Why is it so exciting to come across a roadside stand or farmers’ market selling locally grown produce and homemade products?

As a child, I found it so confusing that people would shop at these places when they could so easily go to the store. Now, as an adult, I understand the importance of knowing where my food is coming from. And having many friends who own their own businesses, I understand the importance of buying local and supporting your community.

When I was much younger, my grandparents had a garden that allowed them the opportunity to grow the food they liked and store up extras for later use. It wasn’t until I was much older that I realized they, along with friends who had gardens, would give extra produce to those who didn’t grow their own.

If you grow your own food, you know how much work goes into it, and seeing that work go to waste is not an option. If you grow more than your family can consume, what do you do with the excess? You can give it away. You can set up by the side of the road to sell it. Or you can come together with others in your community to provide goods to others who want to shop locally in a farmers’ market that has a variety of products.

St. Joseph has a few outdoor markets where consumers can buy fresh, healthy food from local growers. These markets run into the fall to extend the selling season and increase the variety of available produce.

“As the seasons change, so do the products,” said Jessica Witt, a vendor at the Southside Junction Farmers’ Market. “Right now, our focus is on getting people started with their own growing providing tomato plant starts and strawberry plants. We have early garden produce to eat, including lettuces and radishes and have cooked up some fruit jams. As the year progresses, we will have tomatoes, melons, squashes, pumpkins, peppers, sunflowers, potatoes, carrots and onions.”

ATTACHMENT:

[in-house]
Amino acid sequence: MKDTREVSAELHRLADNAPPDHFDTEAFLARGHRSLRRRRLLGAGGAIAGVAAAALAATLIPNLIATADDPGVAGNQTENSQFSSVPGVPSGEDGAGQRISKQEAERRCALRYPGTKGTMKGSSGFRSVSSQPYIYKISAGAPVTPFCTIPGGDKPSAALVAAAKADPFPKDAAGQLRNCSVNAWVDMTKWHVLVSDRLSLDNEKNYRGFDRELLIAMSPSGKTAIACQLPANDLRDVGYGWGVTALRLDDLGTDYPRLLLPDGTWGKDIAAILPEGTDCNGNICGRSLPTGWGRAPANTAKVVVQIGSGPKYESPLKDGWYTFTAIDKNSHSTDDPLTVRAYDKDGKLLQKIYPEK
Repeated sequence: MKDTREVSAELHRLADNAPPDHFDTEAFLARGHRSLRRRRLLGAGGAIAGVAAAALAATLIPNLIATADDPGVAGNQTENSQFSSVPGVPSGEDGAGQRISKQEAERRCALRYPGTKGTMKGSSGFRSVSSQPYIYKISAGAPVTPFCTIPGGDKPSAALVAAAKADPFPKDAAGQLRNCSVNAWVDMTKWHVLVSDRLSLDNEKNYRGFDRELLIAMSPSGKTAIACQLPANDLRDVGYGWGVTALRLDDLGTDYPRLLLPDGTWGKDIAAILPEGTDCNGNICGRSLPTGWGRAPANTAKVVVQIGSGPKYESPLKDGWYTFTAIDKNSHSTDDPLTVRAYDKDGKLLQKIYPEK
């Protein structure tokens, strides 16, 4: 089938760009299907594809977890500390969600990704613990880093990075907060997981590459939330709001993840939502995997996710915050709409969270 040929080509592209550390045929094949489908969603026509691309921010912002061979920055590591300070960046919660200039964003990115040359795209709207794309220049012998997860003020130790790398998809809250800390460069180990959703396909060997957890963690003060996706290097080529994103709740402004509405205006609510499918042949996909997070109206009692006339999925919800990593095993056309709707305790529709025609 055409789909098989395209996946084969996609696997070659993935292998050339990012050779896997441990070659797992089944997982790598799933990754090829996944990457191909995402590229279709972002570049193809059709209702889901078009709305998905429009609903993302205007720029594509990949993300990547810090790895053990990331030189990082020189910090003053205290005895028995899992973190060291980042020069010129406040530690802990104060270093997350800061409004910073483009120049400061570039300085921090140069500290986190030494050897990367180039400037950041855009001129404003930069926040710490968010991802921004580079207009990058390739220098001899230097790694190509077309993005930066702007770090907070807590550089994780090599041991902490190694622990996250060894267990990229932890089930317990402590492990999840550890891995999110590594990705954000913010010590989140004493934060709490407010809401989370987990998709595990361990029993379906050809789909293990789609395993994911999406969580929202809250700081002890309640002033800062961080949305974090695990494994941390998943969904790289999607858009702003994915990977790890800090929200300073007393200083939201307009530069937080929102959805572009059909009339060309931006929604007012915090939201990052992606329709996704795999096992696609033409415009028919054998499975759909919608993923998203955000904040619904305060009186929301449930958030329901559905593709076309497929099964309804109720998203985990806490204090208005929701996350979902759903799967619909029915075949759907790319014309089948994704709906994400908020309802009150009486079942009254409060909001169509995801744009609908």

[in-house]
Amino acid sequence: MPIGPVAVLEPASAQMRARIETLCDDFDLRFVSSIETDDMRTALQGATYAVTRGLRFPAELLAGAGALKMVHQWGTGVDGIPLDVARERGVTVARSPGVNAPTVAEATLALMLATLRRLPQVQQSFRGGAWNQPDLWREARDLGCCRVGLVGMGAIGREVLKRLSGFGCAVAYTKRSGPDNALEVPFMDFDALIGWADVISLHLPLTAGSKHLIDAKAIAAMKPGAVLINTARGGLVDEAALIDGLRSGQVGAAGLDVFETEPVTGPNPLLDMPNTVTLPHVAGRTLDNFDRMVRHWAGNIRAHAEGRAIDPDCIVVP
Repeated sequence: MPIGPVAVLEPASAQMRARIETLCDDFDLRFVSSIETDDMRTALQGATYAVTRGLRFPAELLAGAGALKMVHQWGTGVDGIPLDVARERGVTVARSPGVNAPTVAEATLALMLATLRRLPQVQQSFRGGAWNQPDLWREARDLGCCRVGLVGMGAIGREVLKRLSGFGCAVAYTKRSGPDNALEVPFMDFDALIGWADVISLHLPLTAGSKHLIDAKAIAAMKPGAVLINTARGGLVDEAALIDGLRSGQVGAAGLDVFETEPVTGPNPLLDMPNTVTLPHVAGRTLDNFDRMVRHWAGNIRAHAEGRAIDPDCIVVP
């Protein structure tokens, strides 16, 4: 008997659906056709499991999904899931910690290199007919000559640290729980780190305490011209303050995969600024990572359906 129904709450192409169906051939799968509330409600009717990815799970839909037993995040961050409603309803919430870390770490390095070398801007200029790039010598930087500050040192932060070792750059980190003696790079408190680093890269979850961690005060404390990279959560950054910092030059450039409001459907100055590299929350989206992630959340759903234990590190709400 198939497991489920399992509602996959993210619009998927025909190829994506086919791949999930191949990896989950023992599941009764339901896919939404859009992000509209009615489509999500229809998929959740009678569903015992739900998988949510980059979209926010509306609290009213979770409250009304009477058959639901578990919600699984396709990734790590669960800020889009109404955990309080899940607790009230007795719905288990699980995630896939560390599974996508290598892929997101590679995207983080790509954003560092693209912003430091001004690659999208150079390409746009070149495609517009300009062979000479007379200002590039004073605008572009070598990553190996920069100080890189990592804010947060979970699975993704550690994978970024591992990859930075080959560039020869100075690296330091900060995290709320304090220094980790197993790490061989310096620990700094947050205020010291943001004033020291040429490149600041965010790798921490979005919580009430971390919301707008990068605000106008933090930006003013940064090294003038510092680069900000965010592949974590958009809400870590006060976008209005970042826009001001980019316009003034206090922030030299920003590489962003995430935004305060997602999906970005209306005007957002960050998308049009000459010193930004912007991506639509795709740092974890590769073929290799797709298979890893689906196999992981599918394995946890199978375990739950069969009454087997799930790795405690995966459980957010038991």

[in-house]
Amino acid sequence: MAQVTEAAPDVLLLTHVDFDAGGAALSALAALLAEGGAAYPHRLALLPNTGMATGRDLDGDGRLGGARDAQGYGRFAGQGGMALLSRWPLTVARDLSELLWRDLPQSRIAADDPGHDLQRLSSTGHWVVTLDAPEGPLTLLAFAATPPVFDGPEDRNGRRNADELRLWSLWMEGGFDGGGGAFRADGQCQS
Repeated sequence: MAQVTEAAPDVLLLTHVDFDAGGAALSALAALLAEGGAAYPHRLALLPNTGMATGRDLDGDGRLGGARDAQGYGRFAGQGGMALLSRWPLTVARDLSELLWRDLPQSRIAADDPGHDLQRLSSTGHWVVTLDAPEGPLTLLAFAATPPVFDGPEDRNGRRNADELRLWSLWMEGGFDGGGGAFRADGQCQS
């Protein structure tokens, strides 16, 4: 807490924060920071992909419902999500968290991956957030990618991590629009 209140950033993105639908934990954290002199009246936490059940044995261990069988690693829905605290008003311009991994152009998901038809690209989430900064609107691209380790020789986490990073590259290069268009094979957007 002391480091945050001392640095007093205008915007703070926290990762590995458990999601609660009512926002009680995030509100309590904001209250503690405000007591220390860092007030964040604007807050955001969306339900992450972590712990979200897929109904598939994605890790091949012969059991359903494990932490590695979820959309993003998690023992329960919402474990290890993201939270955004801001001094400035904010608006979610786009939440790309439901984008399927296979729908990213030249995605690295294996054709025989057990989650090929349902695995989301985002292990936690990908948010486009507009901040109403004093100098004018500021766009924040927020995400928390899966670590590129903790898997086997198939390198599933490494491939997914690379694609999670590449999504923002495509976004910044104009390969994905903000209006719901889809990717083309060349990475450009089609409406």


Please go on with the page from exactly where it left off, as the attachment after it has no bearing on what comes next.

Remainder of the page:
The market was developed several years ago to fill a need and alleviate a food desert in the south end of St. Joseph. Food deserts, not uncommon in urban areas where fresh, healthy food may be harder to find, can benefit from a farmers’ market. Witt, who has been a vendor for the past few years, also sells coffee, baked goods, a variety of soaps and candy at her stand. Another regular vendor sells Dexter beef and fresh eggs.

“Some weekends see more traffic than others and have more products available, but the market is open on Saturday mornings from 8 to noon, rain or shine, through the end of September,” Witt said. “It’s a great way to meet others in the community, to support local producers and enjoy a Saturday morning.”

Witt said farmer’s markets are a good option for community sharing and people who are interested in growing their own gardens can buy starter plants and get advice from vendors.

“I think that markets are important because people are wanting to know more and more where their stuff is coming from,” says Witt. “The South Side wants to support the community and build the market.”

In building the market and supporting the community, people are building relationships and getting to know each other.

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